She heard similar sentiments in Asia and the U.S.

“That was a business problem,” says del Mar Martinez, now the global head of DEI at McKinsey. “I don’t want to lose those amazing women coming up the pipeline.”

To combat attrition, del Mar Martinez created a reboarding pilot program in Europe that included coaching employees before, during and after a parental leave. (Men are eligible to take part in the program if they have taken 12 weeks or more of leave.)

Built into the plan was a guarantee that new parents would have “meaningful work” upon their return, with the option of slowing down if that’s what they wanted, says del Mar Martinez. One issue, she and others say, is that managers often incorrectly assume that new mothers want lighter workloads or don’t want to travel, which is why it’s important for employees to spell out their preferences in a reboarding plan.

The McKinsey pilot required managers to confirm they understood their employee’s reintegration plan and to calibrate goals in performance reviews to ensure the person taking leave wouldn’t be penalised.

It worked. McKinsey closed the European attrition gap in 18 months, del Mar Martinez says, and later expanded the program globally.

The manager’s role

Other companies are increasing the support they offer to new parents, too, including Wall Street’s Morgan Stanley, which in 2019 appointed Allyson Bronner head of family advocacy at the company’s institutional division, a full-time position that focuses on supporting employees before, during and after parental leaves.

Bronner says one of the best ways to ensure a successful return experience for new parents is to include managers in the process.

To that end, she meets with an expecting employee’s manager between the 25th and 30th week of pregnancy to preview what the employee’s return-to-work will look like and discuss best practices for easing the transition.

“It’s important to set the scene and give them tools to manage their employees,” she says.

She says her next meeting with the manager occurs about a month before the employee is due back to discuss how the first month should be structured. She suggests the manager call the new parent two to three weeks ahead to preview what the first few days back will look like—namely, checking email and showing colleagues baby pictures.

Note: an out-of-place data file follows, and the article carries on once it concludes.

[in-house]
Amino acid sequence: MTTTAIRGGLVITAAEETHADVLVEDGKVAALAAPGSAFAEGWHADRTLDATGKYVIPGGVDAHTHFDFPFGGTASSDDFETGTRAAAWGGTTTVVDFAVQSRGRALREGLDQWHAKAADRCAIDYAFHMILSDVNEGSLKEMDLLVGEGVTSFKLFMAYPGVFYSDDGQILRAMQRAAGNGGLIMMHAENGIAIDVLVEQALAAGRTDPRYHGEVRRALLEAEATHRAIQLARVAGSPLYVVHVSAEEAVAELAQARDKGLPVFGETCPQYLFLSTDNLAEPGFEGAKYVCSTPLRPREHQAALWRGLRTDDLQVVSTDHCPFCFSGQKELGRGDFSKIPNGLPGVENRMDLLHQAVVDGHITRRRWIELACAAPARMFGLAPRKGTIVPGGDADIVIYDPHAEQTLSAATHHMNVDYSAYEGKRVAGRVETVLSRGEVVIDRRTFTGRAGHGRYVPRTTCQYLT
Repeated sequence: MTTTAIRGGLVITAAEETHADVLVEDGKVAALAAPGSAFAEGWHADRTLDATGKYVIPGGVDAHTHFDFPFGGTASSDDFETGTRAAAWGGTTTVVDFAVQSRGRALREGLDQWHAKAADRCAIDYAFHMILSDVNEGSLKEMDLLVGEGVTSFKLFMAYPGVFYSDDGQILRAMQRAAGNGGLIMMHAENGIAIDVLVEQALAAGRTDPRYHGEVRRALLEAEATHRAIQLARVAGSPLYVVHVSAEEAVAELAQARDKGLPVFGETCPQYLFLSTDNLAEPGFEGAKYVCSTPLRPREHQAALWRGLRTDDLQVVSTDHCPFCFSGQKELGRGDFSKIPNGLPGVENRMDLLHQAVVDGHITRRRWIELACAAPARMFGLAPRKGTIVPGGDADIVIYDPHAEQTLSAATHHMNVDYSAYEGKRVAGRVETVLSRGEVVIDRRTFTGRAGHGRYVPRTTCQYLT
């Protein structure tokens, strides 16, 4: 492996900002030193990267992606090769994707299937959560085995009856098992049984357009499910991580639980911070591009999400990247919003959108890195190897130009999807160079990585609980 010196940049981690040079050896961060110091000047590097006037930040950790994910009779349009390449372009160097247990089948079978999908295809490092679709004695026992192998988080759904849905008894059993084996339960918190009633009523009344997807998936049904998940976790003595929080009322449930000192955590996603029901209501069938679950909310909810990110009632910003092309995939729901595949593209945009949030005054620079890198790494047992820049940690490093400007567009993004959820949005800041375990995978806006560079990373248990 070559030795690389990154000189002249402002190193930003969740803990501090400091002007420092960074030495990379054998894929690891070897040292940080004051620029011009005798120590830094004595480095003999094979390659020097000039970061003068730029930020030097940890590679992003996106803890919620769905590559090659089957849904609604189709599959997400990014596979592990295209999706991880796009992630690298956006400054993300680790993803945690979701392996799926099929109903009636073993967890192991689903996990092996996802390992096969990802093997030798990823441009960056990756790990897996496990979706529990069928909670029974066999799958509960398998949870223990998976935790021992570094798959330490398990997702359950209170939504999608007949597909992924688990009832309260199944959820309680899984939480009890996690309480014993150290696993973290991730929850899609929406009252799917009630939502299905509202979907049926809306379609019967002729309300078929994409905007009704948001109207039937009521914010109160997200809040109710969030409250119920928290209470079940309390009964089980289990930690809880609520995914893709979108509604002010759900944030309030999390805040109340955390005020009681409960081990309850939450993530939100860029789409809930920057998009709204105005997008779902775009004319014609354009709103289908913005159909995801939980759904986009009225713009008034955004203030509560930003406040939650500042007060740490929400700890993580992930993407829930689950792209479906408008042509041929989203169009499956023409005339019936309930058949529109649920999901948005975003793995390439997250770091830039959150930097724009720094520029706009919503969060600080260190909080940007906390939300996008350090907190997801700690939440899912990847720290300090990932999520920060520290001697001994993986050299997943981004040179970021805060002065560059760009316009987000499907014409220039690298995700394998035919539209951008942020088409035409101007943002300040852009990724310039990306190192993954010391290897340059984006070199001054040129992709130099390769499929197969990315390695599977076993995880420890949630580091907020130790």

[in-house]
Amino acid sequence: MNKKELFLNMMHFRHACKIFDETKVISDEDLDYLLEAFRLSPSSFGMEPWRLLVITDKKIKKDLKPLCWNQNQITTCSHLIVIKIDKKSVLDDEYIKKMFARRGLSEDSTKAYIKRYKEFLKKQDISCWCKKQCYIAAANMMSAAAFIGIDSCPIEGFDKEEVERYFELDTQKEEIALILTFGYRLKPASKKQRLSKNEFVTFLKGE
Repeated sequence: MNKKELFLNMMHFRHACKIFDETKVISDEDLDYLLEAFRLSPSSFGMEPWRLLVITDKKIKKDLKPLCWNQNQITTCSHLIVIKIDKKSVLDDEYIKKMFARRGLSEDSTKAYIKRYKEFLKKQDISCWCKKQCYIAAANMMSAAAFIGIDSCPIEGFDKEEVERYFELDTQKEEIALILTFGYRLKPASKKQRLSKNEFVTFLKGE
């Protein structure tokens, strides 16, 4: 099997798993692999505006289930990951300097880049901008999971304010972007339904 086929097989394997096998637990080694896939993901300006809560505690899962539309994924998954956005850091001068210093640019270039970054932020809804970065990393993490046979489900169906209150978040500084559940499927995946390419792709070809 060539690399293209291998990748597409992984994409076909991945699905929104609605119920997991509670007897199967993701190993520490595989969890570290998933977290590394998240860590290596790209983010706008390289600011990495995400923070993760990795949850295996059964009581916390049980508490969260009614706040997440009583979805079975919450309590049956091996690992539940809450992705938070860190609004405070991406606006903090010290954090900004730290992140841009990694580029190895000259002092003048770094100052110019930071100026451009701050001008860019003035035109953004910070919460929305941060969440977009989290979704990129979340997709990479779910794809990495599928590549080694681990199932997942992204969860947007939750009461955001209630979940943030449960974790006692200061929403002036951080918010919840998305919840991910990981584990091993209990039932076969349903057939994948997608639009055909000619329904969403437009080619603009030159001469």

The support continues throughout the first several months, with managers having weekly check-ins with the employee for the first six weeks and then monthly check-ins after that. Bronner encourages managers to ask new parents how they are doing and how their child care is going to determine whether they would benefit from more support or advice in that area.

Since Morgan Stanley created the family advocacy role, “it feels like there has been a culture shift,” Bronner says. “It’s hard to quantify in numbers, but culturally it feels like we’re moving in a more positive direction.”

A culture shift is also under way at chip-equipment maker ASML, which recently expanded the paid parental leave it offers and in May joined forces with employee-benefits firm Parentaly to create a support system for new parents.

ASML is in a male-dominated industry, says Karen Reinhardt, the firm’s chief human-resource officer in the U.S., so retaining women is critical to having a diverse workforce.

As of December, 82 employees had registered for the reboarding program, “more people than we expected,” Reinhardt says.

Among them is Meredith Polm Sheain of San Diego, a knowledge-management developer who went out on maternity leave in late August. In her reboarding plan, she made clear that she wanted to be notified while on leave about any bumps in a recently launched product. She also laid out her priorities for the first two months of her return.